Over the weekend on Saturday Night Live, President Barack Obama stepped aside and was succeeded by President Barack Obama. The show make a deft meta-comment on the casting, having former Obama Fred Armisen introduce Jay Pharoah as the President, quipping, “Wouldn’t want his job, right?”
As was often the case in politics, surface change was easier to achieve than more fundamental change. The first cold open of the Pharoah era showed him up to the job of getting the Prez’s tone, affect and mannerisms (he does indeed say “Uh” a lot, sometimes for uncomfortably long stretches). But after an off period that offered up so much potential material, the portrayals of both Obama and Romney felt generic, producing a sketch that could have aired any week in the campaign.
After the drama of the conventions and the week of political sniping amid the uproar in the Middle East, we got from Jason Sudeikis a picture of Romney as an awkward campaigner, tying himself in knots as he struggled to connect with regular folks. It’s a portrayal with a basis in some of Romney’s more awkward past moments on the campaign trail–and Sudeikis does at least have the candidate’s body language down—but it felt tentative and basic, when there was so much to draw on from the last couple weeks’ campaigning.
As for Pharoah’s Obama, beyond the “Ums” and the intonations, there was at least the germ of an idea. “I’m not worried,” he assured his audience. “I probably should be.” There’s something there, at least, that suggests SNL has a concept for the Pharoah Obama character: an aloof, hard-to-figure guy who can be almost disconcertingly calm, a few bars of “Let’s Stay Together” notwithstanding.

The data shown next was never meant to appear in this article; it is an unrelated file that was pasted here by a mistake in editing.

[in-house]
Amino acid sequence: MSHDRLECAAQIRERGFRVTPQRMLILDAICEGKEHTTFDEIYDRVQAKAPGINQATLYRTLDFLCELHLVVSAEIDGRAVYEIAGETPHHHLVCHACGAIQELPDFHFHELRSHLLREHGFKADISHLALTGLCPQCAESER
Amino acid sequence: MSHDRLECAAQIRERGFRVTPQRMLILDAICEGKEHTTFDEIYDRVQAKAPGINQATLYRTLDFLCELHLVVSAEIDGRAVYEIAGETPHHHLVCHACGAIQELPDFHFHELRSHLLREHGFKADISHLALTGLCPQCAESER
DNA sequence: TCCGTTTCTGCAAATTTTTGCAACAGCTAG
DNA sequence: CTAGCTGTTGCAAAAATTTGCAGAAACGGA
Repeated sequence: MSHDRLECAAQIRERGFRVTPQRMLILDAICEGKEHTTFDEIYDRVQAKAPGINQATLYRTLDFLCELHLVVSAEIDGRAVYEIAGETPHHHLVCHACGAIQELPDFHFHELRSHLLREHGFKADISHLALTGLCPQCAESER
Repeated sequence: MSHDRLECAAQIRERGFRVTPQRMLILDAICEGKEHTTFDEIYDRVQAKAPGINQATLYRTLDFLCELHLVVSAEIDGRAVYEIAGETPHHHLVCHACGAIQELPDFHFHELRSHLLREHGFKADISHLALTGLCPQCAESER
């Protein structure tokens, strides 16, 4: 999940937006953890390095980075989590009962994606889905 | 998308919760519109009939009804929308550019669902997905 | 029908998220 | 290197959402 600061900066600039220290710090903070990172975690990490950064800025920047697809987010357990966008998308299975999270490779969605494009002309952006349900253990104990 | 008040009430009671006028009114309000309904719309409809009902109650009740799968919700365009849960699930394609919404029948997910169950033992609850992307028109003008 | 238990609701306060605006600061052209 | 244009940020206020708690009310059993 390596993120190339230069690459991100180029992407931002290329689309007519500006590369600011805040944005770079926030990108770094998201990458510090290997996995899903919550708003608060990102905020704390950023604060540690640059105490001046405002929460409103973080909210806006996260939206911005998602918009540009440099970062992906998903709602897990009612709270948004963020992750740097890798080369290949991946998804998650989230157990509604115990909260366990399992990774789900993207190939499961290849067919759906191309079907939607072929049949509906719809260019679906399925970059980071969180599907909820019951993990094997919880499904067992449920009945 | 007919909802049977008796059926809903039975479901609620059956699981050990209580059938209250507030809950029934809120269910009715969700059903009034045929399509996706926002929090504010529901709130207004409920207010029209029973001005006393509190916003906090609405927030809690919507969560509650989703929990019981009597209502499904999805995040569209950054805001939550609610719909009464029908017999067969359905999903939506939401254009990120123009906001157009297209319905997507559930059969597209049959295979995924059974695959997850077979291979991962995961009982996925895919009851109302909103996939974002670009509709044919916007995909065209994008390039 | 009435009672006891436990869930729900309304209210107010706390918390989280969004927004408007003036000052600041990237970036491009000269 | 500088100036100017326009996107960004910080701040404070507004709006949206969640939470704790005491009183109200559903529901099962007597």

The stronger election bit (online here though I can’t embed it) was an absurdly over-the-top parody of Obama’s Bain attack ads, including a worker who recounts being followed from job to job as Bain buys his companies for the sole purpose of laying him off. (Also, Pharoah’s delivery—”I’m Barack Obama and I approve this message. Uhhhhh, but I’m not real proud of it”—was worth more than the entirety of his cold open.) As for Bill Hader’s “Clint Eastwood and Chair” spot: funny, but it would pretty much be comedy malpractice not to get laughs out of that raw material.
As for the rest of the season premiere, per my usual practice, I Gong Show’ed my way through it watching on DVR, one finger on the fast-forward button. Seth MacFarlane is a good live performer but was a little conspicuous in reading the prompter, and—well, let’s just say I’m glad we got the “Gangnam Style” sketch out of the way. Now I only need to dread the eventual obligatory Glee performance of the song.
SNL viewers: cast your votes in the comments.